In today’s world, we live in a time where violence, fetish sex and political incorrectness are easier to access than a box of popcorn. As a society we have taken sex to the far reaches of orgasmic and climactic reality. But it wasn’t always like this, sure nudie cuties have existed since forever, but little do people know that pornographic films were only legalized in 1988, until then they were prohibited. Somewhere in between conventional and liberated society we can find a guy by the name of Joel M. Reed, who has been walking the fine line for years. A native New Yorker, Joel was born in 1933 and at age thirteen he left home and hitchhiked around the U.S. before his involvement in the war in Korea as a combat photographer. It was upon his arrival back in America that Joel made the natural progression into the film industry via advertising and Broadway. It was Godfather of sleaze Joe Sarno who broke Reed’s cherry as a writer/director by giving him the job to make a softcore sex romp which would eventually become “Sex by Advertisement” (1969), an extremely distasteful satire on sex in society, poking fun at the personals and anything thing else that promotes sex, featuring Reed himself in a disturbing dual role which could leave viewers to wonder whether he was acting or not? This wet the feet of a mind that didn’t only march to the beat of a different drum, but was the different drum. Little would anyone know the impact of the then unknown Joel M. Reed would have on the next decade of film.
Since my first viewing of “Bloodsucking Freaks” (1976) when I was around fifteen, I was always disgusted yet obsessed with who would make such a film. From this obsession grew more intrigue over the cast members such as, Seamus O’Brien (Sardu), Luis De Jesus (Ralphus), Viju Krem (Natalie) and Alan Dellay (Creasy Silo). I discovered three of the cast above have died, Seamus O’Brien was stabbed to death by a burglar in his NYC apartment, Viju Krem was shot accidentally on a hunting trip, Luis De Jesus had heart failure which could be common with his dwarfism and Alan Dellay I am not sure about, except that he went on to a briefly promising bit part career until his last known credit in 1984. I found out that Luis De Jesus was in and out of the porn industry following his little-known performance in eight-minute early seventies, hardcore porno loop known as “The Anal Dwarf” (1971), which became infamous amongst New York peep shows and porno houses. De Jesus then acted in Gerard Damiano’s “Let My Puppets Come” (1976), a puppet sex film in the vein of “Meet the Feebles” (1989). De Jesus’ film credits are very wide spread, “Bloodsucking Freaks” (1976) was released around the same time as “Let My Puppets Come” (1976), then following these films De Jesus went mainstream, playing an ewok in “Return of the Jedi” (1983), only to glide in and out of the porn industry over the duration of his acting career, until his untimely death in 1988. As you can imagine, these underground personalities are a huge basis for intrigue. And the one question I ask is – Did O’Brien, Krem and De Jesus die for their crimes on celluloid? Maybe life imitated art following the villainous release of a film that will leave every film watcher with certain emptiness inside. I am a timorous fan of “Bloodsucking Freaks” (1976) but the film does grow on you after numerous viewings. I admitted to Joel that his film disturbed the s**t out of me to this day, but after all that, told him I admired his work and compared “Bloodsucking Freaks” (1976) composition to the early works of Abel Ferrara. Thus beginning our association.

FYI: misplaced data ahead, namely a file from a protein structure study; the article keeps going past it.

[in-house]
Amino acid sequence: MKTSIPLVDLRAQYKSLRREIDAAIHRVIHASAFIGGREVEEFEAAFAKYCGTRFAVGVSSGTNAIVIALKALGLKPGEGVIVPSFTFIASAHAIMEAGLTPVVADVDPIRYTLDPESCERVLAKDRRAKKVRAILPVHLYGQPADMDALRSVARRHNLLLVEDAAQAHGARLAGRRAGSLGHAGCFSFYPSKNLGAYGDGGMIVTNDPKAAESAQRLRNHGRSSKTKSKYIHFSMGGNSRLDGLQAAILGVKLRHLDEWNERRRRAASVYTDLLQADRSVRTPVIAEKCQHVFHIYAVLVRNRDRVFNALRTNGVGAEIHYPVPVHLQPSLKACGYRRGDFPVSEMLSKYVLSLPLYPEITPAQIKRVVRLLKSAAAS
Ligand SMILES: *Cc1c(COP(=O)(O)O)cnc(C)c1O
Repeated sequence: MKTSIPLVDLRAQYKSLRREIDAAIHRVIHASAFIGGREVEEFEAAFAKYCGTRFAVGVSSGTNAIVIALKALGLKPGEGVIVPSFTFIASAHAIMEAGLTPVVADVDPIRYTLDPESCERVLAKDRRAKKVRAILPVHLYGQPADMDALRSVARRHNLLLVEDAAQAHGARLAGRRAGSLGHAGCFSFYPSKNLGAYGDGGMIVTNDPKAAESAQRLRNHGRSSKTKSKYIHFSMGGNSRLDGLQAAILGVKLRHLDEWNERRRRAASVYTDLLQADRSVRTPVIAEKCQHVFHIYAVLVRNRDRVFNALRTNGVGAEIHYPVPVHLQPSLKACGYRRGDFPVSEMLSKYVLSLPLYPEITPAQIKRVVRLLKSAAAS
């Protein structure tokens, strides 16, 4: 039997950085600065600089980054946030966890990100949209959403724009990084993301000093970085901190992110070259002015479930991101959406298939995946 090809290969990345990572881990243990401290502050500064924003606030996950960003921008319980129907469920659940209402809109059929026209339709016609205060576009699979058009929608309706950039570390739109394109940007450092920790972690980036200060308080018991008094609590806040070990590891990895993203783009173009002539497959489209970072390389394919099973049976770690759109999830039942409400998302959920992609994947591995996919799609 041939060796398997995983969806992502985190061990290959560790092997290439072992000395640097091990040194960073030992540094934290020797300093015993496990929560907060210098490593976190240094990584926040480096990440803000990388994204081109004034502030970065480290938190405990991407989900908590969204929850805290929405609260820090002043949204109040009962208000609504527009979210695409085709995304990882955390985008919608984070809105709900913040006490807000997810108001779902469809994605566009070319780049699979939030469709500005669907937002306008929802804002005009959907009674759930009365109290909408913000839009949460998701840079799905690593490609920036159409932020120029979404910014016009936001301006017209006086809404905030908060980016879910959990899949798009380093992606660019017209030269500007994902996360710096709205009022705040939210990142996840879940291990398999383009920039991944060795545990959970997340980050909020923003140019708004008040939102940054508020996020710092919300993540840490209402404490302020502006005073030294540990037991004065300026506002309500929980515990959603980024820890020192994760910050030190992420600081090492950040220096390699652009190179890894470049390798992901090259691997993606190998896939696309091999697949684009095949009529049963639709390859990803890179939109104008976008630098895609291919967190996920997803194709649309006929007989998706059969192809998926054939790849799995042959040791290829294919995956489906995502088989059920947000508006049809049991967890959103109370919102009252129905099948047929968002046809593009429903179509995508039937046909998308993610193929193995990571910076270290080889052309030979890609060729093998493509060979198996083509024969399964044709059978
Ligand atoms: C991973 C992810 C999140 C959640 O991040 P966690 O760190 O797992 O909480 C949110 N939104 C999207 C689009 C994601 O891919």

My initial reaction to “Bloodsucking Freaks” (1976) was a terrible one. Sure I still think the film is f****d up, but I can appreciate what Reed was trying to do, and now the film has a quality that I would once deny and with every viewing the humor shows up more and more and I guess my two separate reactions to the film represent the greater public’s view of it which is why the film was detested by most audiences. People like Sardu really exist, they are sick and love to give pain and get pain back. The reality of sex crimes is a serious one, and I think like John Waters does with his satires; taking an issue and portraying it in the most extreme fashion known to cinema, just to get his point across. Reed has done the same thing, and I would call this an extreme satire on sadomasochists. Sure it is over-the-top, but if it were more subtle, we the viewer would take less notice, and to Reed’s credit, he has taken a little exploitation film, buried it and it has been dug up and now turned into a diamond with its cult following. Aside from Reed’s most known effort, he was at the helm of at least five other feature films and has worked with many then and now famous actors and actresses. Reed is a sophisticated guy with a unique sense of humor who is very well read and well spoken and I think his eccentric yet brilliant mind is what 21st century cinema is crying out for. I am not sure what I was expecting Joel Reed to be like, but what I got was just your average down to earth guy, who has a million great life stories to tell and tries to find the funny side of everything. The quality of Reed’s films are always called in to question from various critics, and rightly so in some technical aspects but one thing he has going is the fact that his writing is always sharp even if the budget constraints did not allow for more on-screen spark. Reed’s attitude has changed dramatically since the 60s and 70s, but his humor remains the same. It would seem that he is seeking redemption from the public who picketed “Bloodsucking Freaks” (1976) and is looking for some mainstream acceptance. The following is an interview conducted by myself with Joel M. Reed.
Get the interview in part two of CESSPOOL CINEMA: AN INTERVIEW WITH JOEL M. REED>>>